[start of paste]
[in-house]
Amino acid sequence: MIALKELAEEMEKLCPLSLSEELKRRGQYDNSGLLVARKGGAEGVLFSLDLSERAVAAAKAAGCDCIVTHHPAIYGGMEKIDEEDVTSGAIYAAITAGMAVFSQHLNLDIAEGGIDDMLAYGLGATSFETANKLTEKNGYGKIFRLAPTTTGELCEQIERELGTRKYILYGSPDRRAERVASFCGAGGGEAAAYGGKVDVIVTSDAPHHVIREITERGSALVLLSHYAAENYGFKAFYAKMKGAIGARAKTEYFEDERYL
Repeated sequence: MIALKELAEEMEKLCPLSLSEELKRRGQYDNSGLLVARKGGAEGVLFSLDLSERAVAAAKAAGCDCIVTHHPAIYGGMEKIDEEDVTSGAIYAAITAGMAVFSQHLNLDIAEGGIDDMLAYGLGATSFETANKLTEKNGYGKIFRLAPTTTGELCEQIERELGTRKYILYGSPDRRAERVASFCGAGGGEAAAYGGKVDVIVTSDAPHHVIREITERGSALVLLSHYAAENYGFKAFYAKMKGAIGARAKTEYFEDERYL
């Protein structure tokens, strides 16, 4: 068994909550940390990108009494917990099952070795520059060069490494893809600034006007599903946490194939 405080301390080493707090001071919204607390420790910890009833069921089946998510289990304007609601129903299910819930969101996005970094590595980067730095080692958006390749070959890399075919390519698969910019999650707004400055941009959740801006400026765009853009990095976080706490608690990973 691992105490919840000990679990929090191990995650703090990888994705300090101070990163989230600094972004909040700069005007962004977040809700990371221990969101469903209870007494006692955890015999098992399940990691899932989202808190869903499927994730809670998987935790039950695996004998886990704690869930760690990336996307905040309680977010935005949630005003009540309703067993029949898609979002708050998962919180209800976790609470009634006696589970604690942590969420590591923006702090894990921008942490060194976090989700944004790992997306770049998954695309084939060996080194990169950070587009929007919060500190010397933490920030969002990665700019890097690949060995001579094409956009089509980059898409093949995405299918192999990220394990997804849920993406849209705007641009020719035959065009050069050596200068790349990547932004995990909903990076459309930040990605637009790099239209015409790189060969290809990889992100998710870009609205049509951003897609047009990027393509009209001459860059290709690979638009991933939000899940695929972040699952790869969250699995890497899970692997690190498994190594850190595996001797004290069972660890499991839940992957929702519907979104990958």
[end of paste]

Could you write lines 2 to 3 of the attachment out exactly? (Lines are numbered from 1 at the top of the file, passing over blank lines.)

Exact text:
Amino acid sequence: MIALKELAEEMEKLCPLSLSEELKRRGQYDNSGLLVARKGGAEGVLFSLDLSERAVAAAKAAGCDCIVTHHPAIYGGMEKIDEEDVTSGAIYAAITAGMAVFSQHLNLDIAEGGIDDMLAYGLGATSFETANKLTEKNGYGKIFRLAPTTTGELCEQIERELGTRKYILYGSPDRRAERVASFCGAGGGEAAAYGGKVDVIVTSDAPHHVIREITERGSALVLLSHYAAENYGFKAFYAKMKGAIGARAKTEYFEDERYL
Repeated sequence: MIALKELAEEMEKLCPLSLSEELKRRGQYDNSGLLVARKGGAEGVLFSLDLSERAVAAAKAAGCDCIVTHHPAIYGGMEKIDEEDVTSGAIYAAITAGMAVFSQHLNLDIAEGGIDDMLAYGLGATSFETANKLTEKNGYGKIFRLAPTTTGELCEQIERELGTRKYILYGSPDRRAERVASFCGAGGGEAAAYGGKVDVIVTSDAPHHVIREITERGSALVLLSHYAAENYGFKAFYAKMKGAIGARAKTEYFEDERYL